Conference therefore reaffirms existing Liberal Democrat health and localism policies which call for healthcare commissioning to be carried out by locally elected health boards or local authorities, with the ability to vary a fair local tax in order to invest in local healthcare services;

Conference regrets that some of the proposed reforms have never been Liberal Democrat policy, did not feature in our manifesto or in the Coalition agreement, which instead called for an end to large-scale top-down reorganisations.

Conference therefore calls on Liberal Democrats in Parliament to seek to amend the Health bill to provide for

  1. more democratically accountable commissioning
  2. a much greater degree of co-terminosity between local authorities and commissioning areas
  3. no decision about the spending of NHS funds to be made in private and without proper consultation, as can take place by the proposed GP consortia
  4. the complete ruling out of any competition based on price to prevent loss-leading corporate providers under-cutting NHS tariffs, and to ensure that healthcare providers “compete” on quality of care
  5. the restoration of the NHS as the preferred provider, only allowing new private providers where there is no risk of “cherry-picking” which would destabilise or undermine the existing NHS service relied upon for emergencies and complex cases, and where the needs of equity, research and training are met
  6. NHS commissioning being retained as a entirely public function in full compliance with the Human Rights Act and Freedom of Information laws, using the skills and experience of existing NHS staff rather than the sub-contracting of commissioning to private companies
  7. The continued separation of the commissioning and provision of services to prevent conflicts of interests
  8. An NHS, responsive to patients needs, based on co-operation rather than competition, and which promotes quality and equity not the market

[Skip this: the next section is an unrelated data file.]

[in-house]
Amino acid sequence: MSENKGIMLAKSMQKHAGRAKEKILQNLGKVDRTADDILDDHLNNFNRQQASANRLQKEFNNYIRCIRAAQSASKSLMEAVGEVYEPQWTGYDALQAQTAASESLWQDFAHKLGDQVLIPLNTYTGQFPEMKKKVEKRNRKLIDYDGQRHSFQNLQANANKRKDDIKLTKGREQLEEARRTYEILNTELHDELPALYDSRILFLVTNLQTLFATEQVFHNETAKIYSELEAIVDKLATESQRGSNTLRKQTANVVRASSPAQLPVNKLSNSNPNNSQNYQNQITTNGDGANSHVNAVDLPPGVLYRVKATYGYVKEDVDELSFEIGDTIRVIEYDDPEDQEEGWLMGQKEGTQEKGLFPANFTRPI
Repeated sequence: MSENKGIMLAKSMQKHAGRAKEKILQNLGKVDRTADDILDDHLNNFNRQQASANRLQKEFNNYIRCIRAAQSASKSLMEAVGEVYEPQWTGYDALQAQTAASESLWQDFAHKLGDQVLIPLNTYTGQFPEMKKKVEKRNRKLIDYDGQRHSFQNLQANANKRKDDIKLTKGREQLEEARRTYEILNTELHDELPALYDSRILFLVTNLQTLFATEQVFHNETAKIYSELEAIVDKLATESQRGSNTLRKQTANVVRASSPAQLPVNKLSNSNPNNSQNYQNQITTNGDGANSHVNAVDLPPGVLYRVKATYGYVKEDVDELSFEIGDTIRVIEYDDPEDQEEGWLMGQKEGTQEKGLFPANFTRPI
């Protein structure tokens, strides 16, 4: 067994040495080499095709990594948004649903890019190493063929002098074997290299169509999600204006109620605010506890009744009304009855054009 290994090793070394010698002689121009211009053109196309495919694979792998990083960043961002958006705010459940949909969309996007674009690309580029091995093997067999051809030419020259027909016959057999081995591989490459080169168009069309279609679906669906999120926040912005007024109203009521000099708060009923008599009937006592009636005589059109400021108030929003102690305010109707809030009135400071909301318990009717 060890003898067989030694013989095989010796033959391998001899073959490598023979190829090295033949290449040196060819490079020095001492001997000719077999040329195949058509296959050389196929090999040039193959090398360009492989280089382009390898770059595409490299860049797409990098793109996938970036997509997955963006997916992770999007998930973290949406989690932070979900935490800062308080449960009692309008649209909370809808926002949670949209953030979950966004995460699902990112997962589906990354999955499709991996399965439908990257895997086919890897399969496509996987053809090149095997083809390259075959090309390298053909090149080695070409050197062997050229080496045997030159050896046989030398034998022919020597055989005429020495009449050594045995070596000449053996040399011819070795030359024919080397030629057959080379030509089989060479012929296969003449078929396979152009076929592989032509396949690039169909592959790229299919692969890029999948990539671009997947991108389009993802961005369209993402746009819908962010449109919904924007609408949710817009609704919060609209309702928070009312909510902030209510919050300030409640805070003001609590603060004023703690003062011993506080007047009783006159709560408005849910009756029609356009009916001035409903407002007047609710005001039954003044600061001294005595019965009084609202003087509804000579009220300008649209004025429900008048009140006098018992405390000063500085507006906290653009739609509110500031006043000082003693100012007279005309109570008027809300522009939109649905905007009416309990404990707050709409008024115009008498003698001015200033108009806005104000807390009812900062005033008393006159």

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One Response to Winchester Liberal Democrats take leading role in ‘rebellion’ against coalition NHS policy

  1. Mark Aitken says:

    Whilst the root and branch of the Liberal Democrats appear to be trying to distance themselves from the planned Coalition’s Health Reforms, their alternatives ougth to be more than just a “yaboo” response. The way in which the NHS currently delivers healthcare has been poisoned by a succession of destructive bureaucratic interventions formulated by the invisible dealings of the civil servants in Whitehall. The politicians are just the mouthpieces of this infamous mafia-like organisation. How else was it possible for David Nicholson and his bureaucronies to start implementing the Bill’s aspirations before the Bill has even completed the Parliamentary obstacle course?
    The Lib/Dems say they want to retain the current commissioning process, which has caused so much antagonism amongst healthcare professionals (paras 6 & 7). In Scotland the Purchaser/Provider split was ditched after devolution and their performance is now superior to that available in England. What the current commissioning process in England lacks is clinical accountability, because those with extensive experience in this essential part of decision making are virtually excluded from the boards of PCTs and SHAs. The creation of GP Consortia merely turned that situation on its head. Procuring the best deals for the NHS requires more than just a medical degree. Furthermore, if the only clinical advice comes from doctors in Primary Care then it is unlikely that they would favour NHS hospital based solutions over their own. Clearly, this rebranded “Commissioning Authority” requires a significant input from those in Secondary Care. Unfortunately, there still remains the problem of “conflict of interest” because practising doctors are likely to put personal and departmental aspirations ahead of the healthcare issue being addressed.
    This impasse could be solved by recruiting that essential and necessary clinical advice from retired clinicians who have spent a lifetime at the sharp end in the NHS. Such a denouement would serve to scotch the growing public impression that doctors have become just another bunch of money-grubbing clock-watchers.